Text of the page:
Rick Rose did just about everything right with his finances. He worked hard. He saved well from the $85,000-a-year job he had as communications director for a nonprofit in Washington. He bought a home he could easily afford. In fact, he had saved about a year's worth of living expenses.
But in two months, Rose, 43, could be out of money. He lost his job last spring and has been living off his unemployment and savings ever since.
By contrast, Juan and Bobbie Wilson made many mistakes. When the couple earned $98,000 a year, they admittedly spent too much. They weren't extravagant, but they did what many families do. They ate out too much. They overspent using credit. They didn't budget.
Come May, both Rose and the Wilsons will be in the same position: They will barely have enough money to make their mortgage payments. Rose will also worry about coming up with the money to pay for the expensive medication he takes for HIV. The Wilsons will be wondering whether they can pay for health insurance for their family.
The fact that Rose and the Wilsons are faced with the same financial issues illustrates how cruel this recession has been and how none of us can arrogantly think we're better off than our down-and-out neighbor or friend or family member or former co-worker.
Even though the Wilsons could have handled their money much better, they weren't reckless. They just didn't plan for the worst.
Rose did plan for the worst, and it just became catastrophic. "I thought I was being very careful," he said. "My house isn't extravagant. I don't have huge expenses. I have an unexceptional wardrobe. I don't vacation much. I cut back on eating out."
If you had a sustained period of unemployment, how long could you last financially? Would you take any job, even one that paid significantly less than you were used to making? Is your job crucial for your health care?
Over the next nine months, I'll be sharing the struggles of Rose and the Wilsons as they look for new and sustainable work. They are the faces of a recession that has taken families down all over this country.
In past challenges, I've spent a year helping individuals and families get their money straight. For the most part, it's been an easy task. It's something I've done with dozens of others. The advice is generally the same: I first make them do a budget. They have to get rid of their credit cards and face up to their spendthrift ways. For this year's Color of Money Challenge, I decided to specifically focus on people and families affected by job loss. The theme for the challenge this year is "down but not out."
This challenge is so dramatically and emotionally different. This isn't a matter of eliminating eating out. Challengers are struggling to keep food in the refrigerator. They are worried that an illness will bankrupt them.
In one respect, having a large cushion made Rose feel too secure. With a lot in savings, he didn't have to settle for just any job. In the past when he lost a job, it only took a few months to find employment.
Rose has sought help in his job search at 40Plus of Greater Washington, a nonprofit organization that offers a wide variety of career support services. However, he's not done everything he can to find a job, he admitted.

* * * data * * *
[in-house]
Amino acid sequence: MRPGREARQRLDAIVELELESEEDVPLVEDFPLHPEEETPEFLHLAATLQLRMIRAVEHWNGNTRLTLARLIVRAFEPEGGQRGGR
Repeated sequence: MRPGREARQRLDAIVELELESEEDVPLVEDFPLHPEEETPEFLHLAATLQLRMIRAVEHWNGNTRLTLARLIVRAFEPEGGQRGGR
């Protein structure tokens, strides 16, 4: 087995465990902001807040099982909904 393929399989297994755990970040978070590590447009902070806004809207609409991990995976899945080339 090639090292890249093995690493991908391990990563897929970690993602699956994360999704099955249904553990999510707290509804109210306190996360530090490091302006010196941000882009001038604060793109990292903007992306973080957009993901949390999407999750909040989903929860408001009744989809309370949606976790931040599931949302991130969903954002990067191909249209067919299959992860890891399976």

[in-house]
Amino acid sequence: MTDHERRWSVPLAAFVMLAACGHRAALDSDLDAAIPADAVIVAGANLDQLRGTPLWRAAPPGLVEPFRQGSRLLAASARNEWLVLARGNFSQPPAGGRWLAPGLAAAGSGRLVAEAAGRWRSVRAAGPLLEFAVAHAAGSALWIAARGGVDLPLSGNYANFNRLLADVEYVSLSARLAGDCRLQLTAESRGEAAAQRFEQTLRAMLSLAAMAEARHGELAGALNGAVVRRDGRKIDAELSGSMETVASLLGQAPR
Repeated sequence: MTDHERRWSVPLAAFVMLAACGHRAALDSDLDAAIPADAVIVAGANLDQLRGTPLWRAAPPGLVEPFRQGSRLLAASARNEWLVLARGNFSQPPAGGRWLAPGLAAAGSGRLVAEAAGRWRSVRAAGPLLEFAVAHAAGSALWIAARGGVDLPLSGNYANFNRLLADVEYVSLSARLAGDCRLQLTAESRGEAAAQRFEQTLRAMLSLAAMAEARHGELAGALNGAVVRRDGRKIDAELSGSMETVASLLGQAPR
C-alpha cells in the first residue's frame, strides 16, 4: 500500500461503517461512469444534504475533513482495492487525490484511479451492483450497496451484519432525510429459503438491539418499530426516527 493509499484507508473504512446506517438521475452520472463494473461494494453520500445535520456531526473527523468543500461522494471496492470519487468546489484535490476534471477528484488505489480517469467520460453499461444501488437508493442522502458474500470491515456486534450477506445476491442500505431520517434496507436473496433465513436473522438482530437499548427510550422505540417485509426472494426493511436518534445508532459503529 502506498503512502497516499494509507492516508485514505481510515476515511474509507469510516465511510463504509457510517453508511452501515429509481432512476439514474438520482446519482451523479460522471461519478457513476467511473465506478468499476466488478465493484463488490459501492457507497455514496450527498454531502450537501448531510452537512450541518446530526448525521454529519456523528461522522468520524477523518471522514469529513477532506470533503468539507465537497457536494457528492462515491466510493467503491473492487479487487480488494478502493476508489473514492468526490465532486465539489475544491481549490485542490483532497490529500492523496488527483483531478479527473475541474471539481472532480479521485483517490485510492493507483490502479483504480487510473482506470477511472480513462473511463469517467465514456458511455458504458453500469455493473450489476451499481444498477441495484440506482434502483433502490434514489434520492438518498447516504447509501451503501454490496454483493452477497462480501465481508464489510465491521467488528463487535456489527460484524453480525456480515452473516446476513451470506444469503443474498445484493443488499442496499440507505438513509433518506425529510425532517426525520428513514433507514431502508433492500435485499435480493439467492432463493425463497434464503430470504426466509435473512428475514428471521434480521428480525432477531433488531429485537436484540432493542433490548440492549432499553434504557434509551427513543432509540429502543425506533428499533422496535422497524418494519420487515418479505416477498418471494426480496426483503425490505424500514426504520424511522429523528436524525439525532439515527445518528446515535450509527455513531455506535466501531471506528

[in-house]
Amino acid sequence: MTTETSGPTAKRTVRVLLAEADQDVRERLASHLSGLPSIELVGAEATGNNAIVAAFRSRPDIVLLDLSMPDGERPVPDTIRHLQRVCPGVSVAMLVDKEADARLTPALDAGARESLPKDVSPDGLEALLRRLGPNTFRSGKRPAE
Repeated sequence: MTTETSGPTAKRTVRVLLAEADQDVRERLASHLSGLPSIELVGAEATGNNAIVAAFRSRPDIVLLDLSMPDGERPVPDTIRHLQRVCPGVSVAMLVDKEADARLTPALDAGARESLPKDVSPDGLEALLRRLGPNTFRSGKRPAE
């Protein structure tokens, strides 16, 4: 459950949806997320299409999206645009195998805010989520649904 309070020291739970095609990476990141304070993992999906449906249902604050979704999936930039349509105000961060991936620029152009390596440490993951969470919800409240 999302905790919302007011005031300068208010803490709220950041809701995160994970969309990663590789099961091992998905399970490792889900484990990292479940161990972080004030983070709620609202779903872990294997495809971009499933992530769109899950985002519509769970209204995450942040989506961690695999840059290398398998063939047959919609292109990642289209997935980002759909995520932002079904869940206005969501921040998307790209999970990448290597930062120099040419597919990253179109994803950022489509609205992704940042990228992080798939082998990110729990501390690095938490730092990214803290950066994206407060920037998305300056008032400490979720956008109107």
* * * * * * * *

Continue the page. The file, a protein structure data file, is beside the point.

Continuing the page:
It's hard to stay motivated when the openings are few and the rejections are many, he said.
"What am I going to do to support myself?" he said.
Rose has concentrated his job search largely in the nonprofit sector, which has been hit hard by the recession as donations from financially strapped individuals and corporations decline. At least he kept his expenses low and benefited from some good luck. He bought a home in the District for about $200,000 before prices jumped dramatically, then sold it at the top of the market for $685,000. He had decided his single-family house was too much to maintain, so he bought a condominium, plunking down a huge down payment. That kept his monthly mortgage payment to a comfortable $1,300 a month, including his condo fee.
But Rose wasn't perfect in his money management. He should have put more into his retirement plan. He has extra debt because he took out a $20,000 home-equity loan in part to pay off past credit card debt and cover tuition for a graduate program he had to withdraw from after he lost his job.
For the Wilsons, the upper-income life came to an abrupt end after Bobbie, 38, was laid off in January from her legal administration position. It was the fourth time she had been laid off since 2002. Bobbie's husband, Juan, 35, lost his job at a semiconductor company in 2008.
"We had an emergency fund saved, but we did not use it wisely or we used it to help us live and it dwindled slowly, and, of course, by the time I was laid off there was nothing," Bobbie said. "So we are scrambling, and I feel overwhelmed, anxious and panicky."
One reason they had financial trouble is that they didn't communicate well about their finances, often disagreeing on their spending.
"Some, or rather most, of our money talks end up in arguments," Bobbie said.
You can imagine the conversations are a lot tougher now.
"I feel terrible right now," Juan said. "It's hard. It's hard not having the money you used to have."
Over the course of the Challenge, I'll provide advice and encouragement as Rose and the Wilsons try to piece their financial lives back together.